What You Should Know About the SAT Test

The Admittedly Team
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Ahhh the SAT! Three of the most dreaded letters in the English language (neck and neck with ACT), yet one of the most important tests of your academic career. A majority of US colleges take your standardized test scores into account for admission purposes, so being in the know about all things SAT is crucial; so we’ve compiled some FAQs for you.

How do I register for the SAT?

On the College Board website.You will first need to create a free College Board account. Be sure to pay close attention to registration deadlines because no one likes late fees!

When should I take the SAT?

Like most things in life, planning ahead is key. There is definitely not a one size fits all answer to this question like you were probably hoping for, but here are things to consider to find the ideal timing for you:

-Give yourself ample time to prep for your first test date and be sure you have the opportunity to take the test at least 2-4 times in advance of application and scholarship deadlines.

-Have you taken Geometry and Algebra II? You’ll want to have a firm grasp on these concepts in order to succeed on the math section.

-What else do you have going on in your life? We know most high school students are insanely busy so no time is ever necessarily a good time, but if possible, schedule your SAT when your course load is lighter or during your off-season for sports. There are 7 dates available annually so you have some options!

How many times should I take the SAT?

Technicallyyyyy as many times as you want, but that gets to be pricey and we imagine you have better ways to spend your Saturdays. You should plan to take it at least twice with the ability to have a 3rd or 4th attempt if absolutely necessary. There is a feature called “score choice”, which allows you to pick and choose which scores are sent to colleges. This is an awesome feature, but beware that some schools still require you to send them all scores, so do your best to make every attempt count. On the contrary, some schools take your “superscore” which is your best score in each section across test dates.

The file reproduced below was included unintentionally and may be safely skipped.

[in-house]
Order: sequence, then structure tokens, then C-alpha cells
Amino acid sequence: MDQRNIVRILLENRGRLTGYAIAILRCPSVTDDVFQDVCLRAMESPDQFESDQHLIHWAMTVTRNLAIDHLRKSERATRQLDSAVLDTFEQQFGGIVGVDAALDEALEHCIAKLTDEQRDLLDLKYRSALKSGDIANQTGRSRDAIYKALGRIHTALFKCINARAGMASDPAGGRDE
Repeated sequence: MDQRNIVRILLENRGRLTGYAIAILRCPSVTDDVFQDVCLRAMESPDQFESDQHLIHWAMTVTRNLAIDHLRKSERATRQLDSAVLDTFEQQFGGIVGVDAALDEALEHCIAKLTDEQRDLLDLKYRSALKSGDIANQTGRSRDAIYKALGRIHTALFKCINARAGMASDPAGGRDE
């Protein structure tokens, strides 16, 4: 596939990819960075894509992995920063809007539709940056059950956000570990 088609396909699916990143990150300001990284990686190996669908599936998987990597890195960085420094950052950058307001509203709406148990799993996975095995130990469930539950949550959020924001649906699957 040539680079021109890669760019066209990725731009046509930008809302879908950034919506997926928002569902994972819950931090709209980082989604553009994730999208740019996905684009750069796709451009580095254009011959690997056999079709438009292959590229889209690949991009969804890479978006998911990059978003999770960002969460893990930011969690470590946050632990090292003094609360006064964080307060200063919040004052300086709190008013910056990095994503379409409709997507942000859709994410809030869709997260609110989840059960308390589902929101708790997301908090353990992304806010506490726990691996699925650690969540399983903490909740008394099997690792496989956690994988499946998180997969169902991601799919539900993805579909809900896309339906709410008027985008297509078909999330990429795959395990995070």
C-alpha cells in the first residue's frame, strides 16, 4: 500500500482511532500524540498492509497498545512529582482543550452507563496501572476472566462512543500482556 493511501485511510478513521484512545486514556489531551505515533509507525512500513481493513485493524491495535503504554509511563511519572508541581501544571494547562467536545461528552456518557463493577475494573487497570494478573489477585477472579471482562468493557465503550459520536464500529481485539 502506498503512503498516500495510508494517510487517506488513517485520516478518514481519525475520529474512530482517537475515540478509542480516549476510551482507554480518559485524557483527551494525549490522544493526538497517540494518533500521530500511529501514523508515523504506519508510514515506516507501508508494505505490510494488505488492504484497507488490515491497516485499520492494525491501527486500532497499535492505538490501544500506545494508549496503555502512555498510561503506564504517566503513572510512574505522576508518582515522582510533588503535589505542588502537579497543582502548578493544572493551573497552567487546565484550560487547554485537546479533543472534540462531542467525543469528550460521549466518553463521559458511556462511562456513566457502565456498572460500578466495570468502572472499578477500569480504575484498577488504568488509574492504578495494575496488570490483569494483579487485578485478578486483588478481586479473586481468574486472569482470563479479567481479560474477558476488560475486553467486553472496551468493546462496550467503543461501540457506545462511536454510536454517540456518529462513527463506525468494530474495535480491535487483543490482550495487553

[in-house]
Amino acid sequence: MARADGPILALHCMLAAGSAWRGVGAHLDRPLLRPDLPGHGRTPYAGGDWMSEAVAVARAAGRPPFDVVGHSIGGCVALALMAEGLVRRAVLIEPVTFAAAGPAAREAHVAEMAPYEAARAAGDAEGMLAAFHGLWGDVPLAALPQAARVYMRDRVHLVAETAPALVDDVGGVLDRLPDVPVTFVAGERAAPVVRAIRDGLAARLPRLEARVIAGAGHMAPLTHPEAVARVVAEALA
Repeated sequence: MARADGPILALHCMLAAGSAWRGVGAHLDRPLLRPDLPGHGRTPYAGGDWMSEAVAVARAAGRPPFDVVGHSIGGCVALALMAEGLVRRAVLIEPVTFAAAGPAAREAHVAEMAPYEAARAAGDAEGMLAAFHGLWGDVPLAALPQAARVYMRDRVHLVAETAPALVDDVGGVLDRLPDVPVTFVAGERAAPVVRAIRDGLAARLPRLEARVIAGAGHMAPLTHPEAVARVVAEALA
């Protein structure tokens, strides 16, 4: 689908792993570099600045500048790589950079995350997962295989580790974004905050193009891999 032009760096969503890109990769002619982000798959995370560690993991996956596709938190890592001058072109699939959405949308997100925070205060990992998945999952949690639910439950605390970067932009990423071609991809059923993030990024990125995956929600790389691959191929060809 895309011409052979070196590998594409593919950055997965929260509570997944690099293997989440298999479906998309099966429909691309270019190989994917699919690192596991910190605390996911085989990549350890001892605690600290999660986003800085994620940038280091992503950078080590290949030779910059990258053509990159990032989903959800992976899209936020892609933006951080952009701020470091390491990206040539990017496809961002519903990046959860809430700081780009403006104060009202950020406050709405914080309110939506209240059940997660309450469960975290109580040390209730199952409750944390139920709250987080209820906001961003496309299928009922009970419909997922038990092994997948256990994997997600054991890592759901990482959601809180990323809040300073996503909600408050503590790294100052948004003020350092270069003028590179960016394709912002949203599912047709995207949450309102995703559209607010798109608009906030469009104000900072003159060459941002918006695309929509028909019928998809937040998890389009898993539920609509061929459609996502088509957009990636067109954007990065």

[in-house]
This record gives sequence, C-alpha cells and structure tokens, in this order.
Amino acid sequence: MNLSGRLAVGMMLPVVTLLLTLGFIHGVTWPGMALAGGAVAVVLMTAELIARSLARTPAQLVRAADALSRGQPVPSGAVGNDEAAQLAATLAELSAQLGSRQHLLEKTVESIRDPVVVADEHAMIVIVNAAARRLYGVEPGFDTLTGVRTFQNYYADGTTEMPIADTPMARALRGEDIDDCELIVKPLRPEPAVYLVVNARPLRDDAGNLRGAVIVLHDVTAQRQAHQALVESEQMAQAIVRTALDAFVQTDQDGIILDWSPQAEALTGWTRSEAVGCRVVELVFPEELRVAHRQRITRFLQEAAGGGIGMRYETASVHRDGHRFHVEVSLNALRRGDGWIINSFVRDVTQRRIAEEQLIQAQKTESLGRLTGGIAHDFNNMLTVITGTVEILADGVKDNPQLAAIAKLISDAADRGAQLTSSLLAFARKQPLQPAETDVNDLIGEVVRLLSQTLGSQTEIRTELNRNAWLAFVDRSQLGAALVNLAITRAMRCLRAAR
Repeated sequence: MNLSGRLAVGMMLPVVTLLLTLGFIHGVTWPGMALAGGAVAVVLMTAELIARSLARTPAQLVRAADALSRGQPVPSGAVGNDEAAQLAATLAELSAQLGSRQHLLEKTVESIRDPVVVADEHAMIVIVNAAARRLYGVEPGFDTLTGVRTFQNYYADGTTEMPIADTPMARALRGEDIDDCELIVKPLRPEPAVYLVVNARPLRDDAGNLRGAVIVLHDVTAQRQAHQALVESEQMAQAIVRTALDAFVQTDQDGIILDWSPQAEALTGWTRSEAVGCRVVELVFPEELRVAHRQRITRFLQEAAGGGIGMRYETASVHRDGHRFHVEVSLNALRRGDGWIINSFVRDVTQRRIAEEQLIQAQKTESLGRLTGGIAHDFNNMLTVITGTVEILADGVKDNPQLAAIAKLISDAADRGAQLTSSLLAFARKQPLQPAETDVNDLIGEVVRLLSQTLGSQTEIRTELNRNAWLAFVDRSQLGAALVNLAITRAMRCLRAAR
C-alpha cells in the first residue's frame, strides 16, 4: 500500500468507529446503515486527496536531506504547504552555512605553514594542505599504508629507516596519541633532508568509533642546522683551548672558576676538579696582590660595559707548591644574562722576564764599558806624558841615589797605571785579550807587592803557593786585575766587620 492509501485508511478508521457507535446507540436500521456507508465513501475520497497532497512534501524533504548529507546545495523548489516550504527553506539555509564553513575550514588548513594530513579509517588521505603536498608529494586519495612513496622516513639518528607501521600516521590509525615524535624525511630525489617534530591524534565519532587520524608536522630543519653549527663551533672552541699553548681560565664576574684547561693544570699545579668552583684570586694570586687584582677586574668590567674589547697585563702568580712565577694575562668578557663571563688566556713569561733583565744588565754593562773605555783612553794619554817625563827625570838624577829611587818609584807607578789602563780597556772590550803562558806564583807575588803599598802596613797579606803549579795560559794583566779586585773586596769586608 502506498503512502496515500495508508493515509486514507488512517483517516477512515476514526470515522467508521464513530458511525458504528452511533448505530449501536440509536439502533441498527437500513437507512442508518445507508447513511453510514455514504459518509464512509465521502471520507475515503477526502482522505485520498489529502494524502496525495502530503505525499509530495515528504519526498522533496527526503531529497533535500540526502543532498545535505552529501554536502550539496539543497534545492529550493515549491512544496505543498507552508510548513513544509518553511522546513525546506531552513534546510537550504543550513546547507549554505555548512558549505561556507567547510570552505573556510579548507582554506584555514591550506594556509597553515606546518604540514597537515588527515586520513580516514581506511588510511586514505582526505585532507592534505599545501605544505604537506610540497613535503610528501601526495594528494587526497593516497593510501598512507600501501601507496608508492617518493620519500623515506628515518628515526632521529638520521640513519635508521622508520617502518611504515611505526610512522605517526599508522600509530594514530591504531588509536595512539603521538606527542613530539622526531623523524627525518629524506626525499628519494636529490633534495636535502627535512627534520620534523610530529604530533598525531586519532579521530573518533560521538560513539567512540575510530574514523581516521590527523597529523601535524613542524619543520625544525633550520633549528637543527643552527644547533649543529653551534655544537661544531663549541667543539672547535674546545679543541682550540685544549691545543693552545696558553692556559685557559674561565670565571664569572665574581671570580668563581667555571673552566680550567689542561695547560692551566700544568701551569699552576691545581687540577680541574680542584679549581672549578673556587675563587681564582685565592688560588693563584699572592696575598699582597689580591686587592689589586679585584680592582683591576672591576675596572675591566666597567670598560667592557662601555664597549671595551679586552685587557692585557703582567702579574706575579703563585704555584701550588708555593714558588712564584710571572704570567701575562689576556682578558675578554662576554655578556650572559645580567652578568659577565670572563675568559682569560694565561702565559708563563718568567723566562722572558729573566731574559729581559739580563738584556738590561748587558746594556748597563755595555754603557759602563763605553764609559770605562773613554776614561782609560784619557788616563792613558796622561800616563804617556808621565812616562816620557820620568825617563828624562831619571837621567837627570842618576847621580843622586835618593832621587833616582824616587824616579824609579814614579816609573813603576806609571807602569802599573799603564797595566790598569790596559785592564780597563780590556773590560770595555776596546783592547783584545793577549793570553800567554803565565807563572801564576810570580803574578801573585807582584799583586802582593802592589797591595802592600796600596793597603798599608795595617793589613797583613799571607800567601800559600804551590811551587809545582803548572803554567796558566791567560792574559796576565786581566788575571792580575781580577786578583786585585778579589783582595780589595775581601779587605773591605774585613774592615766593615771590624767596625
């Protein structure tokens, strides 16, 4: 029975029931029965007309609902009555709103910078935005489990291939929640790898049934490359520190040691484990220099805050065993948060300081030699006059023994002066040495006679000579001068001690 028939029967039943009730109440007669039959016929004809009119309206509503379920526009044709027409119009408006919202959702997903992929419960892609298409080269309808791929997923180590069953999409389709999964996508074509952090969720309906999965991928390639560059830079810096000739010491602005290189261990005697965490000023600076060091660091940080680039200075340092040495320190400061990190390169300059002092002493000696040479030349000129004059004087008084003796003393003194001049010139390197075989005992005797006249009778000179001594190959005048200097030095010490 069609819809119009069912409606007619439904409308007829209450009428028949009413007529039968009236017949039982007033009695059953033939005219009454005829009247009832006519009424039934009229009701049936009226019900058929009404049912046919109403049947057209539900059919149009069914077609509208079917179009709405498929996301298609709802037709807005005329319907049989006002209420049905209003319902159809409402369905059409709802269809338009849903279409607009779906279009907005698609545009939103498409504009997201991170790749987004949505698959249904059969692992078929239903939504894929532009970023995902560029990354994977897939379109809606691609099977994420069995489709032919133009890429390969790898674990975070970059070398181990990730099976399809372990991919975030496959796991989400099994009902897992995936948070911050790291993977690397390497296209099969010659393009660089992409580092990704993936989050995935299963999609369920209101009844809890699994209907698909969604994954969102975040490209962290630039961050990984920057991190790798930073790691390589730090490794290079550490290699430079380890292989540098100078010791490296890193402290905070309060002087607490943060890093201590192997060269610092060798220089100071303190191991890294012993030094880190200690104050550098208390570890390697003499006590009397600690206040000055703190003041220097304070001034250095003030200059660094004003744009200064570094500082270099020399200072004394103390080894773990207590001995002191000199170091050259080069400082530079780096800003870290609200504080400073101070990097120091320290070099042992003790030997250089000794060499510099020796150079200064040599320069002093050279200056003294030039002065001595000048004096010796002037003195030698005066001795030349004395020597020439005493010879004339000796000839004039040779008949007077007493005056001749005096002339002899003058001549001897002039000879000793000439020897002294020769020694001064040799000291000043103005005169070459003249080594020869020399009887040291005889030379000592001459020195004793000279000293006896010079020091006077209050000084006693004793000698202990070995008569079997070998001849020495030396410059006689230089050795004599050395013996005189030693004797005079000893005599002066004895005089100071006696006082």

How much does the SAT cost?

For the SAT without the essay component: $45 (includes 4 score reports) For the SAT with the essay component: $57 (includes 4 score reports)

Low-income juniors and seniors may qualify for fee waivers. You can check out the fee waiver requirements here.

What is on the SAT?

Reading : How you interpret things you read and apply that information. Writing and Language: You will read passages with intentional errors, identify the errors, and fix them.

Math: Algebra, problem-solving and data analysis, and manipulation of complex equations. Parts of the math section will allow calculators; others won’t.

Essay: (optional) You will read a passage and explain how the author builds an argument to persuade an audience utilizing evidence from the passage. Always check school’s admissions requirements to see if you need to complete the essay. To be on the safe side, definitely, err on the side of doing the essay instead of scrambling to retake the SAT at the last minute to add in the essay.

What is the SAT score range?

Scores range from 400-1600. The optional essay is scored on three different dimensions, and the scores range from 2-8. Also, gone are the days where you were penalized for guessing on the SAT, so guess away!

How do I prepare?

The Khan Academy offers FREE SAT prep resources. Definitely, check it out! It is recommended you dedicate at least 100 hours of studying prior to your first test date.

Being prepared and knowing what to expect on the SAT can do wonders for your mental clarity and your ability to focus on the task at hand. Like all tough things in life, this too shall pass, so work hard and have the end in mind…your college acceptance letters! For the most up to date SAT information, please visit the College Board website. Good luck, we are rooting for you!

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